RTP packets needs support setting ECT in the RTP packets, and all as-if a "mode=setread" parameter had been included.
participants receiving needs to have the capability to read ECN
values on incoming packets. Especially the later is important, In an RTP session using multicast and ECN, participants that intend
otherwise no sender in the multicast session will be able to enable to send RTP packets SHOULD support setting ECT marks in RTP packets
ECN. If a session is negotiated using offer/answer it is preferable (i.e., should be "mode=setonly" or "mode=setread"). Participants
that intended session participant would be aware of the signalling receiving data need the capability to read ECN marks on incoming
attributes and if not capable but ECN for RTP aware SHOULD refuse to packets. It is important that receivers can read ECN marks (are
join the session. For intended session participants that are not "mode=readonly" or "mode=setread"), since otherwise no sender in the
aware of the ECN for RTP signalling and simple ignore the signalling multicast session will be able to enable ECN. Accordingly, receivers
attribute the other party in the offer/answer exchange SHOULD that are "mode=setonly" SHOULD NOT join multicast RTP sessions that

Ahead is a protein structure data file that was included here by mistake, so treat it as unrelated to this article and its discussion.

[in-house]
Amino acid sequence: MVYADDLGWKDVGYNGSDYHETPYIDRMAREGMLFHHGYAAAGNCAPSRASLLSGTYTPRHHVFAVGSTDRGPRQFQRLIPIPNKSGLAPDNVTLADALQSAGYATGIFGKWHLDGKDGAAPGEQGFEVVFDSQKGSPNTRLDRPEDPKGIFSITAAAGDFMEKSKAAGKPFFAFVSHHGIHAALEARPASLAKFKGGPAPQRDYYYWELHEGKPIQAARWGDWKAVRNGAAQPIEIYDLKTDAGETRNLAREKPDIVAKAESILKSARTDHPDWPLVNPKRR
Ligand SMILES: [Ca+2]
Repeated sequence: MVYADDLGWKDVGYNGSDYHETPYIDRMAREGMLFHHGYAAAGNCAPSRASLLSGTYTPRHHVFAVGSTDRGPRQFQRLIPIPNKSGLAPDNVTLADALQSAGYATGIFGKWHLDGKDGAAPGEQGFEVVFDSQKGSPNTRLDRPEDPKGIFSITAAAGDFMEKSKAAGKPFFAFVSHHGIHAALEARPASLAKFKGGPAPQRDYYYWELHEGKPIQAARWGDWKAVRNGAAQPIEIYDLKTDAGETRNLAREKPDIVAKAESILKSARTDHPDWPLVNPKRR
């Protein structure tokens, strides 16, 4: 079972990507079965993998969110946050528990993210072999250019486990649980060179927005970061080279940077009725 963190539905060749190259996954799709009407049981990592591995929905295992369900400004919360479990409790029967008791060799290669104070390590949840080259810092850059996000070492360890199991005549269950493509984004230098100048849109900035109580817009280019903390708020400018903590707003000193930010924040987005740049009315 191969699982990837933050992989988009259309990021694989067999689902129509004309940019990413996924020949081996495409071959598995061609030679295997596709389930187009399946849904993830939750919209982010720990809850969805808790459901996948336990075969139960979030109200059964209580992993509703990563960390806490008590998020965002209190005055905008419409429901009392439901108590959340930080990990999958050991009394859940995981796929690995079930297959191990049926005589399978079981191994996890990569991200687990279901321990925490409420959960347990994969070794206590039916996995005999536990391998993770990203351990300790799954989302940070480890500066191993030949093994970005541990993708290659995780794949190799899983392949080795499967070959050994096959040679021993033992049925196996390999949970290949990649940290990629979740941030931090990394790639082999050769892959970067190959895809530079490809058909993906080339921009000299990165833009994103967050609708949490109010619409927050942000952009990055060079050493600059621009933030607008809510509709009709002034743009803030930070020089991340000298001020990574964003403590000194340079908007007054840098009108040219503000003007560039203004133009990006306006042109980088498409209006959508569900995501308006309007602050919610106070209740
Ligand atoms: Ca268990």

terminate the SIP dialog so that the participant leaves the session. use ECN. If session participants that are not aware of the ECN for
RTP signalling are invited to a multicast session, and simply ignore
the signalling attribute, the other party in the offer/answer
exchange SHOULD terminate the SDP dialogue so that the participant
leaves the session.
The "ect=" parameter in the "a=ecn-capable-rtp" attribute is set The "ect=" parameter in the "a=ecn-capable-rtp" attribute is set
independently in the offer and the answer. Its value in the offer independently in the offer and the answer. Its value in the offer
indicates a preference for the sending behaviour of the answering indicates a preference for the sending behaviour of the answering
party, and its value in the answer indicates a sending preference for party, and its value in the answer indicates a sending preference for